One in three over-55s would retire early if made redundant during the Covid-19 crisis, amid signs the pandemic is making people reassess their health and working life.
But some 36 per cent of older workers would still look for another job if laid off in the next year because they need the money, while 15 per cent would do so because they like working, and 5 per cent would set up their own business.
The findings of the poll of 1,000 over-55s carried out by Standard Life came as a separate study revealed Covid-19 could be encouraging millions to consider retiring sooner than planned.
Working from home: Many people are reconsidering career and retirement plans during crisis
Just 51 per cent of UK adults plan to work beyond the age when they can draw their state pension – which has now risen to 66 – a substantial fall from 71 per cent at this time last year, according to a larger survey of 2,000 people by Canada Life.
‘This is the first year the number of people planning to work beyond state pension age has fallen since Canada Life’s research began in 2015,’ says the insurer, which blames the pandemic.
>>>How to sort out your pension: What should you do if you are strapped for cash?
‘With health issues brought on by the virus and an increase in unemployment and redundancy, Covid-19 is seemingly accelerating retirement plans and potentially encouraging more people to stop working when they hit 66.’
But it is difficult to determine a clear-cut trend in people’s retirement planning in the midst of the crisis.
This is Money recently reported that hardship caused by the pandemic is forcing many older people to delay retirement, while they are also assisting younger generations with money and childcare.
Standard Life found that 38 per cent of over-55s, an estimated 5.8million people, are more worried about their job security due to the pandemic,
Some 52 per cent of Londoners are concerned about redundancy, as are 45 per cent of people in the South and 42 per cent in the North West.
Those in the South West are the least worried, with 27 per cent anxious about losing their jobs.
Standard Life found 65 per cent of over-55s have no plans to pay for financial advice to get help with the impact of Covid-19 on their retirement plans, some 9 per cent have turned to an existing adviser for extra guidance.
John Tait, a retirement planning specialist at Standard Life, says: ‘While support measures have been put in place to curb unemployment, we’ve regrettably seen a raft of redundancy announcements as a result of Covid-19 with huge speculation that more announcements will follow in the months ahead.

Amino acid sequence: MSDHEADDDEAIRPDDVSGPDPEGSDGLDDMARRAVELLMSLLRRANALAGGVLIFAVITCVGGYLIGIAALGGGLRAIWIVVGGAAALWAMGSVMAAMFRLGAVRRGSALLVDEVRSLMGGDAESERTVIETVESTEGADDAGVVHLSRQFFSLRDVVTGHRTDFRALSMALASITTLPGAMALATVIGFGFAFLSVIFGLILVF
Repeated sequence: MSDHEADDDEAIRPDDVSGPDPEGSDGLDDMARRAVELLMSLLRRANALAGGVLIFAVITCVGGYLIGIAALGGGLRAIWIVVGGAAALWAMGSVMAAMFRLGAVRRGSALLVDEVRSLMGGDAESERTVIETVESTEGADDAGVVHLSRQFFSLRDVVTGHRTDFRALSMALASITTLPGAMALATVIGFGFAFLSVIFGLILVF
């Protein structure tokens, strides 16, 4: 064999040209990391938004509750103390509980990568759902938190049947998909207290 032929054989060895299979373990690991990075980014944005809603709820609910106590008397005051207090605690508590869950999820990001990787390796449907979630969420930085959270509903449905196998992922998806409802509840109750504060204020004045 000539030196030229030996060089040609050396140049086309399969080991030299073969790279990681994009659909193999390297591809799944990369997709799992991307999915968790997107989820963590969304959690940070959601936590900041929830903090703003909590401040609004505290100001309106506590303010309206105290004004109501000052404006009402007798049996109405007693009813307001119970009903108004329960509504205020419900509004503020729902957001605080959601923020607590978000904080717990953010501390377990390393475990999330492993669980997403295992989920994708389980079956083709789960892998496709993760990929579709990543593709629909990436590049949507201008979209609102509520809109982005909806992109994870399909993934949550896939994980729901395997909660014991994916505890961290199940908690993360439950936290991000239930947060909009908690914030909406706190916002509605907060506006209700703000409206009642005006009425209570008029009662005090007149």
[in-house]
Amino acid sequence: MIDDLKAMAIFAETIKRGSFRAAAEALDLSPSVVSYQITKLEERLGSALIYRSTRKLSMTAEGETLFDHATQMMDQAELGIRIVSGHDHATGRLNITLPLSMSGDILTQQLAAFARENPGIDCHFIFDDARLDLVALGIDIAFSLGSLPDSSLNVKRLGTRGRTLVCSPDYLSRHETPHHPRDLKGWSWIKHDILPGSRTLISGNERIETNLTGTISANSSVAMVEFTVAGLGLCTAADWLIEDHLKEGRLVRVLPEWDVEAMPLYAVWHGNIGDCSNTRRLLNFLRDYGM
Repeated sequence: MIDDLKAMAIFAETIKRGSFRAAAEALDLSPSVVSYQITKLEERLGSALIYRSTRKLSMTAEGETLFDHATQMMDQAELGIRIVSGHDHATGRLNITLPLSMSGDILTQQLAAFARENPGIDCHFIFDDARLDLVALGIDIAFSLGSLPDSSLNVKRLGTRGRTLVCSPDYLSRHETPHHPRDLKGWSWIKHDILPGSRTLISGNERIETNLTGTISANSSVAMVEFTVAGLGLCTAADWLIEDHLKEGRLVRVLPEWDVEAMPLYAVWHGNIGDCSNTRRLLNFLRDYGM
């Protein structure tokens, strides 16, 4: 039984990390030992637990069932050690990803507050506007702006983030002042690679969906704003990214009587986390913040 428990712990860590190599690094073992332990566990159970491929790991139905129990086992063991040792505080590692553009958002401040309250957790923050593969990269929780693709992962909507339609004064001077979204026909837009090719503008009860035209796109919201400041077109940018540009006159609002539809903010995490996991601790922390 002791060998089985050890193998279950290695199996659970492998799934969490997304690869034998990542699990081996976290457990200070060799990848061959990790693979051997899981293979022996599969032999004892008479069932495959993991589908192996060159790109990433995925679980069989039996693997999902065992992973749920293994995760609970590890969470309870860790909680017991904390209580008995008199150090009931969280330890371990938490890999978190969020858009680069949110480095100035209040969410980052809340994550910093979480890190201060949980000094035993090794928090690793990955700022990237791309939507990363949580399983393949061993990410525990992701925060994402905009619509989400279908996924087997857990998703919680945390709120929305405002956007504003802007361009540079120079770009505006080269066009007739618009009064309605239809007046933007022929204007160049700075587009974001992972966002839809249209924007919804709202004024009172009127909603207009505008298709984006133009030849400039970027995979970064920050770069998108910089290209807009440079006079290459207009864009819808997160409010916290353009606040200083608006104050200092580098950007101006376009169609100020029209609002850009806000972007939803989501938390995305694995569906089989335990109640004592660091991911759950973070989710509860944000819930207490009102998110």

‘Those nearing retirement are understandably feeling particularly concerned about job security and are looking for reassurance and support when it comes to saving for the future.
‘While the process can feel daunting, there are a series of steps people can take to adapt their plan.
‘The best place to start is pulling together a view of all their potential retirement incomes, pension pots and savings.’ See the box below on how to sort out your pension.
Paul Avis, a director at Canada Life, says: ‘For some older workers, the events of 2020 have helped them realise they want to spend more time at home, with their families and learning new skills and hobbies.
‘For others, poor health and vulnerability may – sadly – have accelerated their retirement plans.
‘While unemployment continues to rise, job losses may be another contributing factor to this drop in the number of people planning on working beyond retirement age, especially for those receiving or expecting redundancy payments.’
What should you do about your pension if you are strapped for cash?
Pension experts urge people to keep paying into pensions if they can afford it, to avoid harming their chances of a decent retirement.
Find out the three important rules to remember, and the options for what to do about different types of pension here.
You can keep paying in to some types of pensions even if you have left your employer, and payments into pots based on 80% of salary are protected if you were furloughed.